LICHEN PLANOPILARIS

By Gary M. White, MD

Lichen planopilaris


Lichen planopilaris (LPP) is an uncommon inflammatory disorder of the hair follicle, most common in women, that usually results in a scarring alopecia. Perifollicular erythema is characteristic. A higher incidence of hypothyroidism has been associated with LPP. See also frontal fibrosing alopecia, pseudopelade, and Graham Little Piccardi Lassueur Syndrome.

Clinical

Perifollicular erythema along with a scarring alopecia of the scalp is characteristic. Itching, burning and pain may be present.   Onset can be rather acute, mimicking alopecia areata but more commonly it is gradual over many years.  Involvement of the nails, oral mucosa and skin with more typical lesions of lichen planus may occur. The disease is more common in women. The diagnosis may be confirmed with a scalp biopsy, preferably a 4 mm punch biopsy. Frontal fibrosing alopecia is felt to be a variant of LPP. Pseudopelade may represent end stage LPP.

Isolated linear lichen planopilaris limited to the scalp has been reported [Cutis 2013;92;303].

Workup

Patients with androgen excess may have seborrheic dermatitis, hirsutism, polycystic ovary syndrome and/or ovarian cysts. Blood workup may include 17-hydroxyprogesterone, androstenedione, DHEAS, follicle stimulating hormone, fasting glucose, insulin, luteinizing hormone prolactin, ferritin, testosterone and vitamin D.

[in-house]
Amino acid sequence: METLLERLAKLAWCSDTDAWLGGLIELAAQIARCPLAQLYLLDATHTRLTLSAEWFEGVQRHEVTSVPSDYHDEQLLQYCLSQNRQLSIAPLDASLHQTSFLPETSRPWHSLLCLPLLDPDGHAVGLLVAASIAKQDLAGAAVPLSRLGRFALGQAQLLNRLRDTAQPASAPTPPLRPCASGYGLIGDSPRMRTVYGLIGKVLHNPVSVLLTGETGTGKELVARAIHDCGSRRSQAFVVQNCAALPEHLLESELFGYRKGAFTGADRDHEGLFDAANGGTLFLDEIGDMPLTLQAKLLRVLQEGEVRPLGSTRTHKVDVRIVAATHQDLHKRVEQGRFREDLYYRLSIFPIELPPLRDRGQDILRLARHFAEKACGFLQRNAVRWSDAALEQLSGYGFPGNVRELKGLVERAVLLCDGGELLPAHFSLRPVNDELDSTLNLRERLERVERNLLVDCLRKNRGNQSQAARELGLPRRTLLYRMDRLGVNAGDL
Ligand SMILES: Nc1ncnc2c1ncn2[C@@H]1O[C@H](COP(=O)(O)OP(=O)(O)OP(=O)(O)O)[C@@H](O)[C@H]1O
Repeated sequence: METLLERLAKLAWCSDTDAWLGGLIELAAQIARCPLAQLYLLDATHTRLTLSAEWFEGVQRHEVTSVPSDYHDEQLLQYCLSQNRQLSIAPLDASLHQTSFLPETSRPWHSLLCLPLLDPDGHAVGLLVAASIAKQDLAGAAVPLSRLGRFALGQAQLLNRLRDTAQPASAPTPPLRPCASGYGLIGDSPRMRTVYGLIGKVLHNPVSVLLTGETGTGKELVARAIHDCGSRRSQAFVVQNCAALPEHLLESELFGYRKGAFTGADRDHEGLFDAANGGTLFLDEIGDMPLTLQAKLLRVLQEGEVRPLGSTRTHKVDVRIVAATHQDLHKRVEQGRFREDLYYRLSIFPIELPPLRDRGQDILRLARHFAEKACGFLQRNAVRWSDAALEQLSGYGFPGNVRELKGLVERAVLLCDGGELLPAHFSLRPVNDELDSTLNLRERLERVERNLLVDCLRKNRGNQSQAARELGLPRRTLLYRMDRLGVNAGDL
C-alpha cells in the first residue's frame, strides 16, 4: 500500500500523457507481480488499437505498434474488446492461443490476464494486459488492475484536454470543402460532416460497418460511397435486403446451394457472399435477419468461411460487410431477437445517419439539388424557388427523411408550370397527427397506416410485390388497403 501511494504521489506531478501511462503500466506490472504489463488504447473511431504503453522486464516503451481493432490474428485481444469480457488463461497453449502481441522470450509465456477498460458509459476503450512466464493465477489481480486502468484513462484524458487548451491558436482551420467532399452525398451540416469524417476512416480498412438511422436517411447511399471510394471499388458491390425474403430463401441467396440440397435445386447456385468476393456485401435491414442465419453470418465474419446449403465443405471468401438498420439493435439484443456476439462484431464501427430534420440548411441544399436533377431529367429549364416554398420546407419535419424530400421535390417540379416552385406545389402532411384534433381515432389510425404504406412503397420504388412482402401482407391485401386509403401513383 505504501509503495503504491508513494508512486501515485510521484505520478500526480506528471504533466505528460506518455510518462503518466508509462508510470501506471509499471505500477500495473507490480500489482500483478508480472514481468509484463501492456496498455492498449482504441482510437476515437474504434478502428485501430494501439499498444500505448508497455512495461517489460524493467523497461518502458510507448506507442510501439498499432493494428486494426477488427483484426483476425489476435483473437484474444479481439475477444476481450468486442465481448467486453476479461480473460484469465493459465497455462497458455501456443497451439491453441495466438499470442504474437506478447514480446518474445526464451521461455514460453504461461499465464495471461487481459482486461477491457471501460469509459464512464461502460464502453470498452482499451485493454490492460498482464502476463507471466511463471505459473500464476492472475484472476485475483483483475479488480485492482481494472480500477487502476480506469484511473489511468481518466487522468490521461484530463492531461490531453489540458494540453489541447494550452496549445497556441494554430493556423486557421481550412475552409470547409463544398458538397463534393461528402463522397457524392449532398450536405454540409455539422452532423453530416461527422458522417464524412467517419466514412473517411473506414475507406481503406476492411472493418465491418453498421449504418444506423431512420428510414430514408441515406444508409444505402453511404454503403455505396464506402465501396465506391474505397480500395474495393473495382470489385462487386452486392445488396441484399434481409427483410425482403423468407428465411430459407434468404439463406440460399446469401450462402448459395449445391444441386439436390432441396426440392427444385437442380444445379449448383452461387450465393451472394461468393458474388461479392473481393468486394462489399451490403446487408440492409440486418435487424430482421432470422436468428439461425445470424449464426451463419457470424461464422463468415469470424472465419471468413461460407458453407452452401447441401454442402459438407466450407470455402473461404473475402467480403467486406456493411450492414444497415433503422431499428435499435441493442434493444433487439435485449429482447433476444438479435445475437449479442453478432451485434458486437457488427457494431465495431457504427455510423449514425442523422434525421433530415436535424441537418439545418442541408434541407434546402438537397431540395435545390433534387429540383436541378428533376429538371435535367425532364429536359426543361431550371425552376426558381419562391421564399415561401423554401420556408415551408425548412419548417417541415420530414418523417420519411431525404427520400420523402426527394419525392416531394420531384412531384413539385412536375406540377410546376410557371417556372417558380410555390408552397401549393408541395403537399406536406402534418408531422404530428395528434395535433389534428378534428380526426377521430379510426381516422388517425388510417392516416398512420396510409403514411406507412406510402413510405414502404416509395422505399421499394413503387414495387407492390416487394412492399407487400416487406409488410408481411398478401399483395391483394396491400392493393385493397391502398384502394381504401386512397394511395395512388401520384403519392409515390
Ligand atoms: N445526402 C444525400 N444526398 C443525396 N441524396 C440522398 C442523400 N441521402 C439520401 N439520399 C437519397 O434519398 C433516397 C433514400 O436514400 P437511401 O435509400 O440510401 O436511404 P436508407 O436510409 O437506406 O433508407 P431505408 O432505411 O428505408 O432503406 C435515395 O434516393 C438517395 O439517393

Treatment

The goal of therapy is to prevent further hair loss and to reduce symptoms.   Regrowing hair that has already been lost is unlikely.  IL steroids combined with a class I topical steroid, e.g. clobetasol cream for 3-4 months has been recommended. Second line therapy might add in hydroxychloroquine 200 BID for 4 months along with the topical and intralesional steroids.  An alternative is minocycline but good studies are lacking. Oral cyclosporin 3-5 mg/kg/day for 6-12 months can be considered [JAAD 2003;49;669] as well as mycophenolate mofetil. Oral retinoids are generally ineffective [JAAD 2014:71:1016].

Piaglitazone

Pioglitazone (Actos) lowers blood sugar and has been studied in the treatment of LPP. See frontal fibrosing alopecia for a discussion.

Additional Pictures

Lichen planopilaris

Lichen planopilaris

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